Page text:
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The Cold War’s Back On for U.N.C.L.E.

The Man from U.N.C.L.E. was a popular TV show in the 1960s starring Robert Vaughn and David McCallum as a pair of spies at the height of the Cold War. One was American and one was Russian which seems like a risky move especially for the time. Humanizing a character from a communist country was not exactly popular back then. Five decades later and Guy Ritchie has turned that series into a movie. But are Cold War spies still relevant?
                Not exactly, but that’s why The Man from U.N.C.L.E. works more as a throwback to the spy movies of old but with a modern style and sensibility. The film follows CIA agent Napoleon Solo (Henry Cavill) and KGB agent Illya Kuryakin (Armie Hammer) the best of their respective agencies and enemies. However they are forced to be partners when they learn a rich couple with ties to former Nazis are creating a nuclear warhead. They are also allied with Gabby (Alicia Vikander) the daughter of the man who’s constructing the weapon. So they have to overcome their animosity and save the day.
                Guy Ritchie pulls out all his usual punches with this film applying a fast pace, greatly choreographed action sequences, some fun humour and wit, and a tendency to be non-linear with some twists. But he also infuses the film with a decent dosing of 60s spy allure which gives it a more distinct character and charisma. Speaking of which, Henry Cavill is fantastic giving the sometimes cartoony confidence of his character a certain charm. Cavill was very nearly James Bond once and here he gets to show off how he would have done. He’d probably be pretty decent, maybe more so than Daniel Craig as he’s got the suaveness perfect. Armie Hammer however while much better than his bare effort in The Lone Ranger is not as interesting. His accent is awful, but it doesn’t really distract from the film surprisingly. It still might have been better to cast an actual Russian, especially considering how most of the supporting cast were Eastern European. But I like that both characters get an equal amount of screen-time. It would have been easy to focus on one over the other but both are characterized as sympathetic and both get chances to let their skillsets outdo one another. Alicia Vikander fresh off her captivating performance in Ex Machina does some great work here and Elizabeth Debicki also shows her strength as an antagonist. And here’s something I never thought I’d say: I wanted more Hugh Grant! When you see the film you’ll understand he’s not in it nearly as much as he should be!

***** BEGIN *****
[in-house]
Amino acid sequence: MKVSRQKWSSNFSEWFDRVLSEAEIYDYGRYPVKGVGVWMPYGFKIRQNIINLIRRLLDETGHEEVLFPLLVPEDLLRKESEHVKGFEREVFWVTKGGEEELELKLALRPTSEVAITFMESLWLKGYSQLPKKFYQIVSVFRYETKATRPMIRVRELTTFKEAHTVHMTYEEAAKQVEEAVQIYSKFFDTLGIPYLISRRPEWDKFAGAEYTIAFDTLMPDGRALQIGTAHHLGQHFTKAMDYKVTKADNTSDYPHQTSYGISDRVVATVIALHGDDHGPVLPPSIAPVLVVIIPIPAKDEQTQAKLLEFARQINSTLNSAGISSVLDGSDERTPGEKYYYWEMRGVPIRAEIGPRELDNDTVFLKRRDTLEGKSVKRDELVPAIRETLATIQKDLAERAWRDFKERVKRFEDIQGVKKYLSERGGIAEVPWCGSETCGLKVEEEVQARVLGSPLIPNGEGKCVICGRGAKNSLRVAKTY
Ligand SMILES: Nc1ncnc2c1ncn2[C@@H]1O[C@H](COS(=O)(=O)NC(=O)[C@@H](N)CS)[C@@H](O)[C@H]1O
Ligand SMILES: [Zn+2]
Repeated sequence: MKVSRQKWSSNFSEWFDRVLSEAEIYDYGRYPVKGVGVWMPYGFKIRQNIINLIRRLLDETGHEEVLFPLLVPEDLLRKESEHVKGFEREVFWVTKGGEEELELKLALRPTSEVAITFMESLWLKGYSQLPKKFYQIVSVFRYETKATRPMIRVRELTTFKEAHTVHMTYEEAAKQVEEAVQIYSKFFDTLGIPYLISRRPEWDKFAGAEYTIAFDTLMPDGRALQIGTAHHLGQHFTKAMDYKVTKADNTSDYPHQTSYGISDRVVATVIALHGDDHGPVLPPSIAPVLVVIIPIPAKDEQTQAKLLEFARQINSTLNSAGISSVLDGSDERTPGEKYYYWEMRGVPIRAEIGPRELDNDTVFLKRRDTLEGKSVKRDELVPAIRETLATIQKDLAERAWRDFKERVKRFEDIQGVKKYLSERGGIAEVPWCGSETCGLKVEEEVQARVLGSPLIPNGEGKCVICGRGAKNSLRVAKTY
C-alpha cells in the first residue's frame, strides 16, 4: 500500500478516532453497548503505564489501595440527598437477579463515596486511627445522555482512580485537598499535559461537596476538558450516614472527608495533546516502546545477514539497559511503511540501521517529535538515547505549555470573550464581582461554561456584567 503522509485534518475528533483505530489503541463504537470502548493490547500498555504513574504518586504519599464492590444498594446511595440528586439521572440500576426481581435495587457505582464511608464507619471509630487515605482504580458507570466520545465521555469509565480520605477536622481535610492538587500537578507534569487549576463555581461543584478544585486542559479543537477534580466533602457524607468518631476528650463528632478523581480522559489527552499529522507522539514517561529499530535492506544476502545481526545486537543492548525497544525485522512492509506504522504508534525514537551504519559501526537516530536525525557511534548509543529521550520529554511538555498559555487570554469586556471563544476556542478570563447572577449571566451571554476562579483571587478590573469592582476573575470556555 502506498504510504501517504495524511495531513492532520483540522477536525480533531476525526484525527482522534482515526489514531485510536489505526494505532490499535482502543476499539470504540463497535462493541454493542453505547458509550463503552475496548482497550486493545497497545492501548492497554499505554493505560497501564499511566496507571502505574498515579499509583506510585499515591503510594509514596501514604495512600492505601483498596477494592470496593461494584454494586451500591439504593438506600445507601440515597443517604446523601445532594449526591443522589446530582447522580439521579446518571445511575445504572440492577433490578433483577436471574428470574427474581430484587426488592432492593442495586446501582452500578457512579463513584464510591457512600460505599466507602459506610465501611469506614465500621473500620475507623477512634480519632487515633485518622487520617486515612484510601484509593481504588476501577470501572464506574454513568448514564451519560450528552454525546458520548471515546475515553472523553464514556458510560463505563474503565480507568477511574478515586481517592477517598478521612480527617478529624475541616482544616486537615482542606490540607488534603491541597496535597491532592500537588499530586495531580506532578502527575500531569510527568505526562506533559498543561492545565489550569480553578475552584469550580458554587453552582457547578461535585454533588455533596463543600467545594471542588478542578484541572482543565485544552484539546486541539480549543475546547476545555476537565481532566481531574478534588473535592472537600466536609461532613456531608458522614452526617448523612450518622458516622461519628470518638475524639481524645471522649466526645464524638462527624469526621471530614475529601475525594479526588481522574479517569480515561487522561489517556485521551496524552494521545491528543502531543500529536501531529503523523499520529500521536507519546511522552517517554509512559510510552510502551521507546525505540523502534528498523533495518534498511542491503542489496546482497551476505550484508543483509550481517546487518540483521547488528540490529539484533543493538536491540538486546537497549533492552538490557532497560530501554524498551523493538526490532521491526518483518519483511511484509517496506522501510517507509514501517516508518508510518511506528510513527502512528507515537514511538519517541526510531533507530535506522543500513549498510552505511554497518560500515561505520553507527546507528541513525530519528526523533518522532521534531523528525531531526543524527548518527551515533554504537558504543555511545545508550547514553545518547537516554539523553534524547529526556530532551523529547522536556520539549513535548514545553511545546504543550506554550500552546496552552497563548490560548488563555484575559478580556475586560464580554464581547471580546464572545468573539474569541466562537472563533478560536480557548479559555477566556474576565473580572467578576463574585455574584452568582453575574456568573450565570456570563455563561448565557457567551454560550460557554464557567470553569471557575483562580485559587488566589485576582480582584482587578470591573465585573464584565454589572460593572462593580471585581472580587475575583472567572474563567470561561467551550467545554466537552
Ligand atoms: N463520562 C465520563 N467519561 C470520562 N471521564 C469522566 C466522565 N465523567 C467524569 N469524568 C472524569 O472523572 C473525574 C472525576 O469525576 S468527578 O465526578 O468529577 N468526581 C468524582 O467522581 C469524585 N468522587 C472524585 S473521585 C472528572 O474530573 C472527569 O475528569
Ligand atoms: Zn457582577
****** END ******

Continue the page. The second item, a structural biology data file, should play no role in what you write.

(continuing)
And again the action sequences are really tight. The way these scenes particularly the car chases are cut and edited allows you to really feel the impact too. There are also some really good looking set-pieces, a fun score, and little homages to the original series. It does have some weaknesses in regards to Hammer’s performance and I’d be lying if I said the chemistry between him and Cavill was anything more than passable. There are also times when some of Ritchie’s tricks get weary, and the plot is fairly formulaic without a whole lot of creativity in the set-up and execution.
                But The Man from U.N.C.L.E. is still a thoroughly entertaining stylistic action-comedy that doesn’t take itself seriously. It works as a great homage to Cold War spy movies with a mostly charismatic cast and some great action and wit. Like the original series, it’s not a classic, but I think it’s still a film you can’t afford to miss this summer.

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